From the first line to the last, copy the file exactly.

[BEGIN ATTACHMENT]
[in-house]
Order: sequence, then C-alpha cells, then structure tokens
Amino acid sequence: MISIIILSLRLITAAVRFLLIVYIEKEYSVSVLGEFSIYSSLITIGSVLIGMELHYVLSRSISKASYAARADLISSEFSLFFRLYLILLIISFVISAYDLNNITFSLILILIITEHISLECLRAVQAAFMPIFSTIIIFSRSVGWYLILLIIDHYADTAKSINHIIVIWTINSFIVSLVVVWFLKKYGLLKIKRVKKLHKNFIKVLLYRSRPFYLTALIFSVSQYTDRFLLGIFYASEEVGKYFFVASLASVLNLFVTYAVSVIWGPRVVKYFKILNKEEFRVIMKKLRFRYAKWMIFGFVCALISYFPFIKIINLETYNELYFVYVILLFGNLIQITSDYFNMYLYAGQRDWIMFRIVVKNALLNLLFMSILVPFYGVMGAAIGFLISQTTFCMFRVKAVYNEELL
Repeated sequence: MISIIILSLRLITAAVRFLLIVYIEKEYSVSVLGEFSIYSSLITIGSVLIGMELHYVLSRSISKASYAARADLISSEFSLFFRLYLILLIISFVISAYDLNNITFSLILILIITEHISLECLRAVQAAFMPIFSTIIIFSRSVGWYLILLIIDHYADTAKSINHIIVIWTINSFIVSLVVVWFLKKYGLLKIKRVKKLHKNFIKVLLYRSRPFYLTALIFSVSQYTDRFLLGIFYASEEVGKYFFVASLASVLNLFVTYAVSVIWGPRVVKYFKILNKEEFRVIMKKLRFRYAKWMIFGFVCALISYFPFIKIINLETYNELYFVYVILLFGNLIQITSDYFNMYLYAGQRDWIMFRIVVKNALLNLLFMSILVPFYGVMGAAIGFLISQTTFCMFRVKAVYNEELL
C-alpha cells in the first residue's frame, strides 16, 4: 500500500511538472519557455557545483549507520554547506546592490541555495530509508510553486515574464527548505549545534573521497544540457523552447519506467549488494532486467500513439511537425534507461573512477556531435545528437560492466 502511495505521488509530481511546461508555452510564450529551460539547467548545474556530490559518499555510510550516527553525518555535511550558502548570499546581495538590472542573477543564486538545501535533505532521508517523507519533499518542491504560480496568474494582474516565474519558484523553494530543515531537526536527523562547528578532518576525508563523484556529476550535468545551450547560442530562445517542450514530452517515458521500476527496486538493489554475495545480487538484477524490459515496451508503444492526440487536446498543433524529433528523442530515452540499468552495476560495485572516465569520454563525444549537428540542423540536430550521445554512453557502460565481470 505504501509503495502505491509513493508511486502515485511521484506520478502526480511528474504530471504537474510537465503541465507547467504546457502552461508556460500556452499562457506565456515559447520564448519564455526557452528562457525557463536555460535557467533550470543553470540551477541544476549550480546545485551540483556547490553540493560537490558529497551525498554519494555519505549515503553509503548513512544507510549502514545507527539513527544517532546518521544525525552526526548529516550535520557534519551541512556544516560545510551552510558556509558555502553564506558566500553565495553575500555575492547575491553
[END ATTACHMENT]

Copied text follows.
[in-house]
Order: sequence, then C-alpha cells, then structure tokens
Amino acid sequence: MISIIILSLRLITAAVRFLLIVYIEKEYSVSVLGEFSIYSSLITIGSVLIGMELHYVLSRSISKASYAARADLISSEFSLFFRLYLILLIISFVISAYDLNNITFSLILILIITEHISLECLRAVQAAFMPIFSTIIIFSRSVGWYLILLIIDHYADTAKSINHIIVIWTINSFIVSLVVVWFLKKYGLLKIKRVKKLHKNFIKVLLYRSRPFYLTALIFSVSQYTDRFLLGIFYASEEVGKYFFVASLASVLNLFVTYAVSVIWGPRVVKYFKILNKEEFRVIMKKLRFRYAKWMIFGFVCALISYFPFIKIINLETYNELYFVYVILLFGNLIQITSDYFNMYLYAGQRDWIMFRIVVKNALLNLLFMSILVPFYGVMGAAIGFLISQTTFCMFRVKAVYNEELL
Repeated sequence: MISIIILSLRLITAAVRFLLIVYIEKEYSVSVLGEFSIYSSLITIGSVLIGMELHYVLSRSISKASYAARADLISSEFSLFFRLYLILLIISFVISAYDLNNITFSLILILIITEHISLECLRAVQAAFMPIFSTIIIFSRSVGWYLILLIIDHYADTAKSINHIIVIWTINSFIVSLVVVWFLKKYGLLKIKRVKKLHKNFIKVLLYRSRPFYLTALIFSVSQYTDRFLLGIFYASEEVGKYFFVASLASVLNLFVTYAVSVIWGPRVVKYFKILNKEEFRVIMKKLRFRYAKWMIFGFVCALISYFPFIKIINLETYNELYFVYVILLFGNLIQITSDYFNMYLYAGQRDWIMFRIVVKNALLNLLFMSILVPFYGVMGAAIGFLISQTTFCMFRVKAVYNEELL
C-alpha cells in the first residue's frame, strides 16, 4: 500500500511538472519557455557545483549507520554547506546592490541555495530509508510553486515574464527548505549545534573521497544540457523552447519506467549488494532486467500513439511537425534507461573512477556531435545528437560492466 502511495505521488509530481511546461508555452510564450529551460539547467548545474556530490559518499555510510550516527553525518555535511550558502548570499546581495538590472542573477543564486538545501535533505532521508517523507519533499518542491504560480496568474494582474516565474519558484523553494530543515531537526536527523562547528578532518576525508563523484556529476550535468545551450547560442530562445517542450514530452517515458521500476527496486538493489554475495545480487538484477524490459515496451508503444492526440487536446498543433524529433528523442530515452540499468552495476560495485572516465569520454563525444549537428540542423540536430550521445554512453557502460565481470 505504501509503495502505491509513493508511486502515485511521484506520478502526480511528474504530471504537474510537465503541465507547467504546457502552461508556460500556452499562457506565456515559447520564448519564455526557452528562457525557463536555460535557467533550470543553470540551477541544476549550480546545485551540483556547490553540493560537490558529497551525498554519494555519505549515503553509503548513512544507510549502514545507527539513527544517532546518521544525525552526526548529516550535520557534519551541512556544516560545510551552510558556509558555502553564506558566500553565495553575500555575492547575491553